#3 posted 01-10-2017 05:12 AM



what has been your source for these planes?

- woodbutcherbynight


http://www.woodcraft.com/category/HT126-01/Planes.aspx

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eflanders

119 posts in 1361 days


#4 posted 01-10-2017 07:04 PM

Are these planes mostly used as a pull type vs. a push type like the Stanley and Record planes?

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Belford

45 posts in 19 days


#5 posted 01-10-2017 07:48 PM



Are these planes mostly used as a pull type vs. a push type like the Stanley and Record planes?

- eflanders


Either.

View OSU55's profile

OSU55

1106 posts in 1500 days


#6 posted 01-10-2017 10:47 PM

I have several Mujingfang

Mujingfang Ebony Adj Chamfer Plane
Mujingfang Ebony Shoulder Plane
Mujingfang African Ebony European (horn) Style Smoother – 9-3/4” x 45° 2” HSS Blade
Mujingfang Rosewood 11” Jack Plane 45° 1-3/4” Blade
Mujingfang Rosewood 4” Smoother 63° 1-1/8” Blade
Mujingfang Rosewood 8-1/2” Smoother 63° 2” Blade
Mujingfang Rosewood Adj Plough Plane
Mujingfang Rosewood Block Plane 6” x 1-7/16” 45°

All of them required tuning to work best. Cleaning up the mouths for better chip flow, flattening the sole (very easy), and flattening/sharpening the blades (none were ready to use – I tune on my Veritas planes/blades as well). All but the shoulder and plough required bedding the blade to the body and the wedge to get best performance. The 63° smoothers, the horn style, and the 11” jack work very well. The step angle of the 63° prevents tearout, and the chip breaker with the jack and horn style does the same. The block plane is ok. Not as good as a low angle iron block on end grain, and not as good as an iron block with a higher cut angle with the grain, plus it’s not as ergonomic. I actually prefer the ergonomics of my iron planes vs these – easier on the hands and wrists. I guess I have better luck with my Stanleys than you do – I don’t have the constant issues you state. I have pretty good luck with the chamfer plane as well. The MF jack performs about equal to a #4 as far as results on the wood. All of the MF blades hold an edge well, and take longer to sharpen.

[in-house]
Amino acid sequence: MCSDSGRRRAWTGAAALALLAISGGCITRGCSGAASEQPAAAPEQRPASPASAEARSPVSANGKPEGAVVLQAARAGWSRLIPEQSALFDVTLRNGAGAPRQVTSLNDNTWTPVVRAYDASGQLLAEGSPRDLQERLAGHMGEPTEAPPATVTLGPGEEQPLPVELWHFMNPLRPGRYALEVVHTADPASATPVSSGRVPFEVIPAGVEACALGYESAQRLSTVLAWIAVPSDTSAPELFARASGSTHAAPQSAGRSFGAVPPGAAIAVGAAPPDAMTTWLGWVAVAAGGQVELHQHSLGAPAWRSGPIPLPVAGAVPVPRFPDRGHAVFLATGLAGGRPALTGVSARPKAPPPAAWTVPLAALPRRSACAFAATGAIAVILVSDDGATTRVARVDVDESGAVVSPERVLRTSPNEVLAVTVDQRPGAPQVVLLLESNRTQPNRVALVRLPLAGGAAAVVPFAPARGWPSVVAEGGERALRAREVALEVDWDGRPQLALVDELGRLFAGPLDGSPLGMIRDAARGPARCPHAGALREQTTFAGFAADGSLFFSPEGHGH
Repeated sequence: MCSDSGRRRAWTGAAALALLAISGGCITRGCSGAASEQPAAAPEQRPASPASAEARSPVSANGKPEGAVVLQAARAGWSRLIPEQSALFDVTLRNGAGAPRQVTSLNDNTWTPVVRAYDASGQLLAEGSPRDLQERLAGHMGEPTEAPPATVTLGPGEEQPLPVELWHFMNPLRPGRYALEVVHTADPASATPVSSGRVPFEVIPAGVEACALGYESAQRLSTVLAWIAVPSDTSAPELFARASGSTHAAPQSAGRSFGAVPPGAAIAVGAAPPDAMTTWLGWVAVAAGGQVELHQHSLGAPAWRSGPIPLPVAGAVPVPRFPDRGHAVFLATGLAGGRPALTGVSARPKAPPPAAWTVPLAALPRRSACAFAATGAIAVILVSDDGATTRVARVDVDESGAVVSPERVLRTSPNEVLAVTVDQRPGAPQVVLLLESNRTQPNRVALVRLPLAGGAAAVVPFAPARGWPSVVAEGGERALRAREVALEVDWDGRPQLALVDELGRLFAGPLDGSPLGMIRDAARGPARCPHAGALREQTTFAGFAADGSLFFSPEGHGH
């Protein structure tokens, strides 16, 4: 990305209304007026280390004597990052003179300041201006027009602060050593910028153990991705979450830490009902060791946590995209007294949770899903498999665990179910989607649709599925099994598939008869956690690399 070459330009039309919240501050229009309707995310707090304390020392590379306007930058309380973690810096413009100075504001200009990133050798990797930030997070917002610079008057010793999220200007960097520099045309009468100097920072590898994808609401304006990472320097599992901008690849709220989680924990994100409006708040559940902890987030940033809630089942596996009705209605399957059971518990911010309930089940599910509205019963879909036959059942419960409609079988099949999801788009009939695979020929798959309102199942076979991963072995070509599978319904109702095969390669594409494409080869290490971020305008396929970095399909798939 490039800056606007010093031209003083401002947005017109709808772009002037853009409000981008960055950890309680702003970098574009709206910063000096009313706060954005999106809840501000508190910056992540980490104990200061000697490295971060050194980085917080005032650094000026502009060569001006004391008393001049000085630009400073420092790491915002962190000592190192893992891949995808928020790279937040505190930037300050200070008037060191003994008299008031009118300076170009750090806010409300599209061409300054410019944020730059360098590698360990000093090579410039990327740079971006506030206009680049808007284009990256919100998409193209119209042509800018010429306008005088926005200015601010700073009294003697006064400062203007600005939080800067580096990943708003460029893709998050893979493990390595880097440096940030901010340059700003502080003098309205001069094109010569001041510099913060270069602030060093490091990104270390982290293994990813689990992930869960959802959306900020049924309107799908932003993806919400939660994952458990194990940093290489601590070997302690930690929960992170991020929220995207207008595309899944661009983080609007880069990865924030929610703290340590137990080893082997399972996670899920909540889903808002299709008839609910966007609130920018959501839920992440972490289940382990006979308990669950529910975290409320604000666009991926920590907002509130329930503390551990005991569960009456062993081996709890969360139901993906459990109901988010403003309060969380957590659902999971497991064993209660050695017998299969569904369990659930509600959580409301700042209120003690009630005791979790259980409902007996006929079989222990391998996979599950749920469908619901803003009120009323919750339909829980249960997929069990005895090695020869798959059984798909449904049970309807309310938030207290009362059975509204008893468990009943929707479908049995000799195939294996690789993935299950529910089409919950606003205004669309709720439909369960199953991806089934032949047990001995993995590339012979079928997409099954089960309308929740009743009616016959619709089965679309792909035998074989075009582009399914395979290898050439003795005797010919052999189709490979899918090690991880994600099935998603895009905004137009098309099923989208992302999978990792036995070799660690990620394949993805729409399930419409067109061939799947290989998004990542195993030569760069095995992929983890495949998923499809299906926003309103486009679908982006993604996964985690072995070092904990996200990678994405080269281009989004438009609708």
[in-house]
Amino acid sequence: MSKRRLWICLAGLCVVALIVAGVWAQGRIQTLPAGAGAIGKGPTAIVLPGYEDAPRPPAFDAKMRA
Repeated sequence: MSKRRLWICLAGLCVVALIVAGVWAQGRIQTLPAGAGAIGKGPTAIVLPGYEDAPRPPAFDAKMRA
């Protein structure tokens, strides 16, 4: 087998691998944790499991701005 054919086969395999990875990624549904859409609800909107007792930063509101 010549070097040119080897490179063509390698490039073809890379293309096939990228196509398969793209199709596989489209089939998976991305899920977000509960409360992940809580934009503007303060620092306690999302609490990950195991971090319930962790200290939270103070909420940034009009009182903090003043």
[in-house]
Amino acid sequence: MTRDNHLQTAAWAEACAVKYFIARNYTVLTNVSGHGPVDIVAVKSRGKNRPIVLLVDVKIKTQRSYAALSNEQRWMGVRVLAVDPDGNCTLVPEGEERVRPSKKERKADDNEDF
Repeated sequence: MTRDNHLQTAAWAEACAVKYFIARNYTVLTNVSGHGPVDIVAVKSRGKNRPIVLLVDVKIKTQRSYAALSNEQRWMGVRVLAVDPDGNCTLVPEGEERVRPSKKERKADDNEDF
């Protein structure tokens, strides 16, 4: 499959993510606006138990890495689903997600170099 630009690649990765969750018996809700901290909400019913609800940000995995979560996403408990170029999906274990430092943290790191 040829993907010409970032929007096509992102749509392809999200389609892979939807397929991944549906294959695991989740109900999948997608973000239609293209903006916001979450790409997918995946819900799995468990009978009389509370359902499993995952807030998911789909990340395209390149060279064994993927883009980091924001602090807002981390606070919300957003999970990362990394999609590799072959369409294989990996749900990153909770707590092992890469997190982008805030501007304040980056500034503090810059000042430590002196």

I think the Mujingfang planes are a great value. Be aware they need some tuning, and the ergonomics are different – each user has to decide if they are better/worse. Also, the adjustment process can be frustrating until a user gets experience – true for any woodie with an adjustment mechanism.

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MrRon

3966 posts in 2754 days


#7 posted 01-10-2017 10:53 PM

I have watched Japanese craftsmen using similar planes using a pull stroke. They seem to have better control of the planing action. While in Japan, I watched a man who was a national treasure use a plane that was about 10” wide with the blade facing up which he held with his feet and pulled the wood toward him. These guys have had hundreds of years of tradition to get to where they are today. You just can’t argue with that.

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NormG

5559 posts in 2515 days


#8 posted 01-11-2017 01:02 AM

I have seen Japanese craftsman cut laminate with their planes, both with the blade facing up and them pulling the wood across it and with the blade facing down pulling the plane toward them. You are correct they have great control from what I have seen and the hundreds of years of prior tradition has served them well.